At this very tricky time of year, NHL teams are keenly aware that the options open to them before the trade deadline represent theoretical possibilities for improvement, and even a stab at a championship, but guarantee nothing.
Few teams understand that better than the Nashville Predators, a club that, as always, will be worth watching from now until the 26th of February.
The Predators are always a team with a history worth examining because they’ve had the same general manager, David Poile, since the day they came into the league.
Ownership has changed, coaches have changed (they’ve had two!) and players have changed, but Poile, ever since he decided he’d rather be the general manager of an expansion team in Tennessee than GM of the Toronto Maple Leafs, has had his fingerprints on every Nashville decision.
Since first registering 100 points in a season and becoming a contender in the 2005-06 season, the Preds have sometimes dabbled at the trade deadline (we consider all deals in the two months before the official end of trading to be deadline deals) and have sometimes thrown all their chips into the pot.
The results have sometimes been counter-intuitive.
In 2007, for example, Poile made the most aggressive move of his NHL executive career, acquiring centre Peter Forsberg from Philadelphia for a package of players and picks. The Preds, for the first time, were really going for it.
And Nashville won a single playoff game before being eliminated by San Jose.
A decade later, at the 2017 trade deadline, Poile decided to play it cool. The only move made was to pick up journeyman forward P.A. Parenteau for a sixth-round pick to add a little scoring depth.
And guess what? The Predators beat the Chicago, St. Louis, and Anaheim and went all the way to the Stanley Cup Final before finally losing to Pittsburgh.
So which did they regret more: paying a heavy price for Forsberg in ’07 and getting nothing for it, or not doing much last winter when, in retrospect, perhaps another quality player or two might have made the difference against the Pens?
You’d think both results would serve to shape Poile’s thinking as the 2018 trade deadline approaches. Right now, the Preds are on a pace for a team-record 114 points, first in the Central Division, fourth in the overall NHL standings but second in winning percentage (.700) to only the Boston Bruins (.709).
The Preds have it all, depth and quality at all positions. A player in the top 50 of the NHL scoring race would be nice, as would be better numbers from No. 1 centre Ryan Johansen. That said, Nashville is still 10th in offence, averaging more than three goals a game. Only two teams, Boston and Los Angeles, are better defensively.
They’ve also got their top prospect, forward Eeli Tolvanen, already turning heads while skating for the Finnish Olympic team in Pyeongchang. Defenceman Dante Fabbro starred on Canada’s team at the world juniors and is a sophomore at Boston University.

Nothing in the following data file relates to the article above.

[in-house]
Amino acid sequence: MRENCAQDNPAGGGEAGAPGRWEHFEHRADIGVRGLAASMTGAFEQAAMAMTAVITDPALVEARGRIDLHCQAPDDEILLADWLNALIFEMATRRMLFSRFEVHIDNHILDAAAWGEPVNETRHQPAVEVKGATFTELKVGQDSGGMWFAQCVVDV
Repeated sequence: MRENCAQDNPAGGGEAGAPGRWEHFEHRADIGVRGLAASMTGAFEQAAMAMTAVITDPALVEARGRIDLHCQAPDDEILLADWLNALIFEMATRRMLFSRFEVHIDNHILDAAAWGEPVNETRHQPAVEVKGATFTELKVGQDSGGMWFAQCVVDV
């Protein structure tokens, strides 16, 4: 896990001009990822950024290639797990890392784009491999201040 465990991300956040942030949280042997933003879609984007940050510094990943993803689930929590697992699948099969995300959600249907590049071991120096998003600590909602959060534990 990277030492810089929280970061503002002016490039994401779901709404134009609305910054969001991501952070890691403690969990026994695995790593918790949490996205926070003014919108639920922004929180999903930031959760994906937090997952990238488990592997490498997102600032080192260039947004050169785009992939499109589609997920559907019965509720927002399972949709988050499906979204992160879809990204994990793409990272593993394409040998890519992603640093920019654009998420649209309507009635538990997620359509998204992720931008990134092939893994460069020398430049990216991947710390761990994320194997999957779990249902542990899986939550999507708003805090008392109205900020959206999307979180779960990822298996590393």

So, as always, Poile has options, and with big names like Rick Nash on the market, the Preds are a favourite to do something big.
Earlier in his career, Poile was regarded as more of a conservative GM. That went out the window on Feb. 15, 2007 when he peddled forward Scottie Upshall, defenceman Ryan Parent, a first-round pick and a third-round pick to the Flyers for the 33-year-old Forsberg. The Swedish all-star, however, was bothered by injuries and in the last stages of a splendid career. He scored four goals in 22 regular-season and playoff games before moving on to Colorado that summer.
That failure, however, did not make Poile gun-shy. It emboldened him. The next time he was positioned to make a big move was 2011, the year he acquired centre Mike Fisher from Ottawa for first- and third-round draft picks, uniting Fisher in Music City with his wife, singer Carrie Underwood. The year after that, he picked up Hal Gill from Montreal for a second-rounder, Andrei Kostitsyn from the Habs for another second and added centre Paul Gaustad from Buffalo for a first-rounder.
In 2014-15, after acquiring Mike Ribeiro, Anton Volchenkov, Olli Jokinen and James Neal in the off-season, Poile made a medium-sized move at the deadline, picking up defenceman Cody Franson and winger Mike Santorelli from Toronto for Jokinen, prospect Brendan Leipsic and a first-round pick.
In 2016, Poile upped the ante, dealing multi-talented rearguard Seth Jones for Johansen. That trade was on Jan. 6, demonstrating an intention followed by more than a few GMs to get out ahead of the deadline frenzy.
That summer, he made the P.K. Subban-for-Shea Weber stunner, which may have held him back at the deadline when he only made the Parenteau deal. Earlier this season, the Preds made the blockbuster three-way trade with Ottawa and Colorado that brought centre Kyle Turris to Nashville. We’ll see if that restrains Poile like last winter, or whether the experience of not doing more when he had a team good enough to get to the Cup Final will motivate him to make more happen by the 26th.
An injury to Johansen hurt the Preds this past spring, so another forward with scoring ability would be beneficial. Another D-man would help.
More of everything always helps, right? Except when it doesn’t. That’s the history of the NHL trade deadline.